Weare, New Hampshire is a rural community at the western edge of New Hampshire's Merrimack Valley. Residents of Weare have long made an effort to preserve their illustrious history. Josiah G. Dearborn and Abner P. Collins each began collecting historical facts and family records about 1850, but a town history was not yet written. After years of waiting, a meeting was held at the town-house, March 1, 1882, to take measures to prepare and publish one.
Weare's early settlers, as has been told, resided in log cabins. They procured their food by tilling the land, hunting and fishing. They were crude farmers. At first they could not plow their fields, by reason of the stumps and logs. They dug the soil and hoed in their seed with a clumsy hoe, made by the common blacksmith. But often farm products were scarce. Game from the woods and fish from the ponds, streams and Amoskeag falls were then a great help. In time, Weare developed a more sophisticated agriculture-based economy, though today the community is primarily residential in nature.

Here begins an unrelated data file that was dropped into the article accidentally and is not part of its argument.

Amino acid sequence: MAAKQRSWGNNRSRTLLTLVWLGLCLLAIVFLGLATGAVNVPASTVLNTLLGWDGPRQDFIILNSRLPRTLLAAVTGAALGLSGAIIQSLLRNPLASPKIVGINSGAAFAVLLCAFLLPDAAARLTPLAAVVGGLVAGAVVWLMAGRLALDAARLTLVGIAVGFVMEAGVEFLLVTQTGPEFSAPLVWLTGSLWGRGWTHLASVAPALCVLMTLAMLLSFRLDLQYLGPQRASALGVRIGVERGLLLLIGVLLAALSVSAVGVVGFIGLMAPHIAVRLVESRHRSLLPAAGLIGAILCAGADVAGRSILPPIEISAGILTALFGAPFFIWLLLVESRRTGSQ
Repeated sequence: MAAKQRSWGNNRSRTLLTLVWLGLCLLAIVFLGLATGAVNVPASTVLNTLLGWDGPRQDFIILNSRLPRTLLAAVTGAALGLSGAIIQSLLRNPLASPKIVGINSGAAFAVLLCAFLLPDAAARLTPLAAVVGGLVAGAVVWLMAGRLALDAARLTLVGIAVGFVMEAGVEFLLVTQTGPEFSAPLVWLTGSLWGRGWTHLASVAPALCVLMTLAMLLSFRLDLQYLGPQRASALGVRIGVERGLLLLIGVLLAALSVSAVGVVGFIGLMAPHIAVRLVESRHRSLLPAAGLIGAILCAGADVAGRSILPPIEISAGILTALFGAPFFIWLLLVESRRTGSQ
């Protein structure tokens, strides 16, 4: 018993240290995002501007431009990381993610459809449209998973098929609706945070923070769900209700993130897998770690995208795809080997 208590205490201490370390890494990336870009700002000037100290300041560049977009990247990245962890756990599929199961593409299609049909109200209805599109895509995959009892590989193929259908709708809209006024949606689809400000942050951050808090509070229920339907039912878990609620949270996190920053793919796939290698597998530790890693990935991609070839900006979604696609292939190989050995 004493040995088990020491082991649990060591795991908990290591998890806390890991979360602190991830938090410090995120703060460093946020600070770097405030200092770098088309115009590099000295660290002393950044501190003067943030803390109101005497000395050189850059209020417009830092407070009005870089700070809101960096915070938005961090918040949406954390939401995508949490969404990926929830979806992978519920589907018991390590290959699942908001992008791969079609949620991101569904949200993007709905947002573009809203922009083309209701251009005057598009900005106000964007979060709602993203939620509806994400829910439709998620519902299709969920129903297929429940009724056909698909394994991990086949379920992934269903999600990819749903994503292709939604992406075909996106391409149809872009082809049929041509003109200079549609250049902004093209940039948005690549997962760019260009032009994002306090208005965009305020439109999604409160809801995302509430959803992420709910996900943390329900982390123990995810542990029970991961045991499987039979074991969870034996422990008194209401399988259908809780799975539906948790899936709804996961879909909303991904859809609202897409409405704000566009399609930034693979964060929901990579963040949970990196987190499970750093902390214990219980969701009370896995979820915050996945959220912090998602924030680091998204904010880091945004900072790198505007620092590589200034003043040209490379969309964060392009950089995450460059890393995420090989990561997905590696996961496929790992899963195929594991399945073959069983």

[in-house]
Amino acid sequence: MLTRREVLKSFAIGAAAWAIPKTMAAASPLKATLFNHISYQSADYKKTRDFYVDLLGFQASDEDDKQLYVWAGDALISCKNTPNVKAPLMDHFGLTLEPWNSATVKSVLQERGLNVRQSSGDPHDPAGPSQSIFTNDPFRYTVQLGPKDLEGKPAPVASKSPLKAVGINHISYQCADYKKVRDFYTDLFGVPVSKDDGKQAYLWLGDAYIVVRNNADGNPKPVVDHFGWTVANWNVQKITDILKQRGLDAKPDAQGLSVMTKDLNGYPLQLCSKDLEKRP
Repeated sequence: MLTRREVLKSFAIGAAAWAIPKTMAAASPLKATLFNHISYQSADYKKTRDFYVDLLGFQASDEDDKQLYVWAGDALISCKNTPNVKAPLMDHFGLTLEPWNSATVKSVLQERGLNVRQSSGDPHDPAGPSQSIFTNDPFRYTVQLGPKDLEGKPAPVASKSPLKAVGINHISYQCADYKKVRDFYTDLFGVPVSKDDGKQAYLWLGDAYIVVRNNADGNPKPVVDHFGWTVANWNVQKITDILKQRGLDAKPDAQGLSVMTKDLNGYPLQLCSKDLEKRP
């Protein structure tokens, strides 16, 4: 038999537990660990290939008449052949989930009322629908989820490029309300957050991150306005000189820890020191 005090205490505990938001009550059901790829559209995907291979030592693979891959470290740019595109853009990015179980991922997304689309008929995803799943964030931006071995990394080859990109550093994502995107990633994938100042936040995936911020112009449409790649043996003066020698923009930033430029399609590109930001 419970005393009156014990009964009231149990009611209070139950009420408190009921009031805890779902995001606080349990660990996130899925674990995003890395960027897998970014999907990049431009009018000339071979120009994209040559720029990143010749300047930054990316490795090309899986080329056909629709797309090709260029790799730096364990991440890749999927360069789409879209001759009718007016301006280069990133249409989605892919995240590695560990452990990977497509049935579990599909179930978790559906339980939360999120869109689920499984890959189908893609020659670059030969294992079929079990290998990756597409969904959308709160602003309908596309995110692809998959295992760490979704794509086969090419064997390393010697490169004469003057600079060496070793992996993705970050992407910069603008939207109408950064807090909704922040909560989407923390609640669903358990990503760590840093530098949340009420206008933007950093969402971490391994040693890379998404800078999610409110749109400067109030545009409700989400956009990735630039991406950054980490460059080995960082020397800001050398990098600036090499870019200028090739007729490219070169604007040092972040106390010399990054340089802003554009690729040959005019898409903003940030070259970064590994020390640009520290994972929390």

Weare is home to Clinton Grove Academy, the first Quaker seminary in New Hampshire. Moses Cartland, who was headmaster for fourteen years, founded the school in 1834. Cartland named the village in which the Academy stands "Clinton Grove" in honor of DeWitt Clinton, chief sponsor of the Erie Canal. The original Academy served as a private high school. Students came from as far away as Ontario, Nova Scotia, Minnesota and Texas.
In 1872, the Academy complex burned and classes were continued in the Quaker meetinghouse across the common until 1874, when the current building was completed. From 1877 to 1938, the Academy building served as a Weare district school. The building was also used as a meeting place for Girl Scouts and a women's organization. In 1934, during the occasion of the one-hundredth anniversary celebration of the Academy's founding, a bronze plaque was set in the boulder in the schoolyard with an inscription written by John Greenleaf Whittier about his cousin, Moses Cartland.
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